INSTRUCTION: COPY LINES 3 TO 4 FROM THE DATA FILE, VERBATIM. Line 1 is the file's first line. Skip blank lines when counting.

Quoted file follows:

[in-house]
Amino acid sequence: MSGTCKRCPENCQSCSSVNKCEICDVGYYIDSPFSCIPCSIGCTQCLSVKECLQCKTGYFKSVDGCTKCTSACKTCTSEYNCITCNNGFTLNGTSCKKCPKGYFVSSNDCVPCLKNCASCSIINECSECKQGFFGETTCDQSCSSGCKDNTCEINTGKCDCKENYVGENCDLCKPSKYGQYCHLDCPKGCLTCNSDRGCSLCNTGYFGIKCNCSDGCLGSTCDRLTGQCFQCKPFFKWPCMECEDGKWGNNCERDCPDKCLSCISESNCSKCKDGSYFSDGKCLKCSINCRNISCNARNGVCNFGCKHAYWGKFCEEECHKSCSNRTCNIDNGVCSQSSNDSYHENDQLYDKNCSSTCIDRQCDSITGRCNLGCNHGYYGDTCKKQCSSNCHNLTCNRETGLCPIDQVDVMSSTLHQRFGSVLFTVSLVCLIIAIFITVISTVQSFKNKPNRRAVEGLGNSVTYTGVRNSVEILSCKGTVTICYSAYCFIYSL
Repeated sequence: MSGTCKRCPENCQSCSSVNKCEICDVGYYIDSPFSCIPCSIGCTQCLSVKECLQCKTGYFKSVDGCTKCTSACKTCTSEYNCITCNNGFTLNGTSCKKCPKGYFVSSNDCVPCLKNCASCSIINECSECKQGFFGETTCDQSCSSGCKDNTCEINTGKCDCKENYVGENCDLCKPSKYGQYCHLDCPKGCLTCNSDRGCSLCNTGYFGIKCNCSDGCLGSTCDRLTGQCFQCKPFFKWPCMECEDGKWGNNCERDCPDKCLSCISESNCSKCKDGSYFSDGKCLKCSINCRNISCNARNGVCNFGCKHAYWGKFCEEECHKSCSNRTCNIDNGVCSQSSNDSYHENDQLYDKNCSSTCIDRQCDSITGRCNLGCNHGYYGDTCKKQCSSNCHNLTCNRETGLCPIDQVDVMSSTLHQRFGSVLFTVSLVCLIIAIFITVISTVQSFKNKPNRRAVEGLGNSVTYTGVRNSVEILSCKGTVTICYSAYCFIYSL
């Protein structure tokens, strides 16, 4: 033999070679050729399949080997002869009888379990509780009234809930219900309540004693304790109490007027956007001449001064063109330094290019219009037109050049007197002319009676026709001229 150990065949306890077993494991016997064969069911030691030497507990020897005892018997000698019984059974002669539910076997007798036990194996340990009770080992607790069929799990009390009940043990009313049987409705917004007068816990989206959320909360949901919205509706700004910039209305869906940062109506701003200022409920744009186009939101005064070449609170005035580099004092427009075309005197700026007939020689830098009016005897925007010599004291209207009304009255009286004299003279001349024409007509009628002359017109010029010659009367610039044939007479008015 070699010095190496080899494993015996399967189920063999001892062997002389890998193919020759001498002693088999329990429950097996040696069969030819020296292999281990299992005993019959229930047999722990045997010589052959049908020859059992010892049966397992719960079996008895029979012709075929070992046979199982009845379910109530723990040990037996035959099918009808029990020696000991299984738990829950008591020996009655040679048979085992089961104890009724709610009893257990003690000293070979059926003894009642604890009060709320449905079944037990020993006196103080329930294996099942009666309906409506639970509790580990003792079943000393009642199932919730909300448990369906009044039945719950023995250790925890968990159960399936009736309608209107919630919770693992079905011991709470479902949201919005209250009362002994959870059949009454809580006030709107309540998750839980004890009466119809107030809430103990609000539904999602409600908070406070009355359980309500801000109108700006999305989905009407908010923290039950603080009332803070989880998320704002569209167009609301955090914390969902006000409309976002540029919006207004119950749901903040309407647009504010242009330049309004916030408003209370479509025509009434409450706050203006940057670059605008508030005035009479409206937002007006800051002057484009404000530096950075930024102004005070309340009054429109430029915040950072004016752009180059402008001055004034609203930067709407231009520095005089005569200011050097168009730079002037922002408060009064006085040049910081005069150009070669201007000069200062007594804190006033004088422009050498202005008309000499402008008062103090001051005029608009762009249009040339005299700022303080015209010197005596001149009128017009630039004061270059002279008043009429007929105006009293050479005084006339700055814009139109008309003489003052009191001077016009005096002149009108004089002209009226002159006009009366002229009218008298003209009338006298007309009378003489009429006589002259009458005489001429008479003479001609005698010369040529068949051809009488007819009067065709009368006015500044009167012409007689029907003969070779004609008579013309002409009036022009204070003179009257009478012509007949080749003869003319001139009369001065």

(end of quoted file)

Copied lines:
Repeated sequence: MSGTCKRCPENCQSCSSVNKCEICDVGYYIDSPFSCIPCSIGCTQCLSVKECLQCKTGYFKSVDGCTKCTSACKTCTSEYNCITCNNGFTLNGTSCKKCPKGYFVSSNDCVPCLKNCASCSIINECSECKQGFFGETTCDQSCSSGCKDNTCEINTGKCDCKENYVGENCDLCKPSKYGQYCHLDCPKGCLTCNSDRGCSLCNTGYFGIKCNCSDGCLGSTCDRLTGQCFQCKPFFKWPCMECEDGKWGNNCERDCPDKCLSCISESNCSKCKDGSYFSDGKCLKCSINCRNISCNARNGVCNFGCKHAYWGKFCEEECHKSCSNRTCNIDNGVCSQSSNDSYHENDQLYDKNCSSTCIDRQCDSITGRCNLGCNHGYYGDTCKKQCSSNCHNLTCNRETGLCPIDQVDVMSSTLHQRFGSVLFTVSLVCLIIAIFITVISTVQSFKNKPNRRAVEGLGNSVTYTGVRNSVEILSCKGTVTICYSAYCFIYSL
């Protein structure tokens, strides 16, 4: 033999070679050729399949080997002869009888379990509780009234809930219900309540004693304790109490007027956007001449001064063109330094290019219009037109050049007197002319009676026709001229 150990065949306890077993494991016997064969069911030691030497507990020897005892018997000698019984059974002669539910076997007798036990194996340990009770080992607790069929799990009390009940043990009313049987409705917004007068816990989206959320909360949901919205509706700004910039209305869906940062109506701003200022409920744009186009939101005064070449609170005035580099004092427009075309005197700026007939020689830098009016005897925007010599004291209207009304009255009286004299003279001349024409007509009628002359017109010029010659009367610039044939007479008015 070699010095190496080899494993015996399967189920063999001892062997002389890998193919020759001498002693088999329990429950097996040696069969030819020296292999281990299992005993019959229930047999722990045997010589052959049908020859059992010892049966397992719960079996008895029979012709075929070992046979199982009845379910109530723990040990037996035959099918009808029990020696000991299984738990829950008591020996009655040679048979085992089961104890009724709610009893257990003690000293070979059926003894009642604890009060709320449905079944037990020993006196103080329930294996099942009666309906409506639970509790580990003792079943000393009642199932919730909300448990369906009044039945719950023995250790925890968990159960399936009736309608209107919630919770693992079905011991709470479902949201919005209250009362002994959870059949009454809580006030709107309540998750839980004890009466119809107030809430103990609000539904999602409600908070406070009355359980309500801000109108700006999305989905009407908010923290039950603080009332803070989880998320704002569209167009609301955090914390969902006000409309976002540029919006207004119950749901903040309407647009504010242009330049309004916030408003209370479509025509009434409450706050203006940057670059605008508030005035009479409206937002007006800051002057484009404000530096950075930024102004005070309340009054429109430029915040950072004016752009180059402008001055004034609203930067709407231009520095005089005569200011050097168009730079002037922002408060009064006085040049910081005069150009070669201007000069200062007594804190006033004088422009050498202005008309000499402008008062103090001051005029608009762009249009040339005299700022303080015209010197005596001149009128017009630039004061270059002279008043009429007929105006009293050479005084006339700055814009139109008309003489003052009191001077016009005096002149009108004089002209009226002159006009009366002229009218008298003209009338006298007309009378003489009429006589002259009458005489001429008479003479001609005698010369040529068949051809009488007819009067065709009368006015500044009167012409007689029907003969070779004609008579013309002409009036022009204070003179009257009478012509007949080749003869003319001139009369001065």